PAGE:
And yesterday, I noted a third review of Your Face is a Forest was posted by P. Sufenas Virius Lupus.  Not only was the review title my favorite ever, but I almost cried reading PSVL’s description of my writing:

But, there is nothing about this style that is “old” in any other sense than that it isn’t preferred by the neophile modern media; the words he uses, the expressions he has, the outlook evinced by all of the writing is not ancient or archaic or outmoded; it is thoroughly modern and post-modern, with roots deep in the places we inhabit now, in modeling a yearned-for responsible and environmentally-accountable way of life and viewpoint that has never existed before, and which didn’t need to exist in previous time periods, when environmental degradation was not at the current pace, when capitalism had not reached the apogee of its excesses, when hospitality was a cardinal rule rather than a commodified quantity and industry, and when telling a good story–no matter how long–was more important than making sure you got where you were going on-time.

E’s review’s called Does This Religion Make My Ass Look Like A Mountain?, and I’m still laughing heartily, a giant’s laugh.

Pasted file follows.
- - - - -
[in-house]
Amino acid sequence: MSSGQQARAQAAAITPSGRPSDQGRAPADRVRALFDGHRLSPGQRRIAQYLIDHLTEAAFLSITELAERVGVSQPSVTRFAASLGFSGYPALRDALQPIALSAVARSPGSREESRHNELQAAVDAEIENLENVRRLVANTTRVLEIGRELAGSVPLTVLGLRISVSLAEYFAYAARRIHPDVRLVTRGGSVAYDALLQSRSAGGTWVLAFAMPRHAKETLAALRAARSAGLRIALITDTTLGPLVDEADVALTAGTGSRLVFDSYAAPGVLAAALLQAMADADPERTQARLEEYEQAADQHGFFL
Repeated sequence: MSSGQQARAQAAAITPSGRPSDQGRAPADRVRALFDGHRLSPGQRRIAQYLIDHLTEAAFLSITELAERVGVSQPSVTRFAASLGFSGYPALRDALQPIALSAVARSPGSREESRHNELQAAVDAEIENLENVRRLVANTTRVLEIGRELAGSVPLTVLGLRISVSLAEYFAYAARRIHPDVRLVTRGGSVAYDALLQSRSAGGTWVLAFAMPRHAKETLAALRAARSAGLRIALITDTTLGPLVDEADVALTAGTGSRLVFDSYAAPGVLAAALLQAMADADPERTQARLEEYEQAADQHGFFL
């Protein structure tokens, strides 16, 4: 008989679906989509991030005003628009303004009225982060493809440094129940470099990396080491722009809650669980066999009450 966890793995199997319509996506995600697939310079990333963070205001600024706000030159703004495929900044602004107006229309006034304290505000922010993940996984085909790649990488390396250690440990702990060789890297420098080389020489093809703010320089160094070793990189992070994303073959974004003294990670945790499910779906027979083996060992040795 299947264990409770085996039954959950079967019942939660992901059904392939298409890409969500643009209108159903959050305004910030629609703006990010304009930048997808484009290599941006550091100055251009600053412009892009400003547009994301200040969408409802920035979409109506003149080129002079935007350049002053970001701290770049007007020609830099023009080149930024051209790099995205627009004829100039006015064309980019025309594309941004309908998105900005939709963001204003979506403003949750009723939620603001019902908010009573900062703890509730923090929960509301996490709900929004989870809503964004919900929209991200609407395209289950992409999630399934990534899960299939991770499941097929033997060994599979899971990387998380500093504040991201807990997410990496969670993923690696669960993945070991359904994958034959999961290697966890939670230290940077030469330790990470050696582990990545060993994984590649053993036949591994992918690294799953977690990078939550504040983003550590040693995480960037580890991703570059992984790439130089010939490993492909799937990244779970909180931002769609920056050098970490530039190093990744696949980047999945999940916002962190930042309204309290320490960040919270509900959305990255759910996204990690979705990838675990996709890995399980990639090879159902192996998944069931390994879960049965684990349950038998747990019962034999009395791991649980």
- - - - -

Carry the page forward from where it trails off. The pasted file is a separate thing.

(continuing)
You really want one of these.

You really want one of these.

And finally, have you seen Alley Valkyrie’s new design?  We’re using it for the cover of “A Pagan Anti-Capitalist Primer” which we’re putting together for our presentation at Pantheacon next week.  We’ll also be making the whole thing available online for download, internet reading, and possibly at-cost printing.

And, uh, peanuts?  Do you have peanuts?  Or other corvid food? 🙂

Be well, you awesome people!

…And Laughs

January 26, 2015 — 9 Comments

Gods don’t speak quickly. They grow within us at the rate of trees or forests, they wash over us like glaciers.

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A Marshland Hearth

December 10, 2014 — 6 Comments

Journal from a Pilgrimage: Part One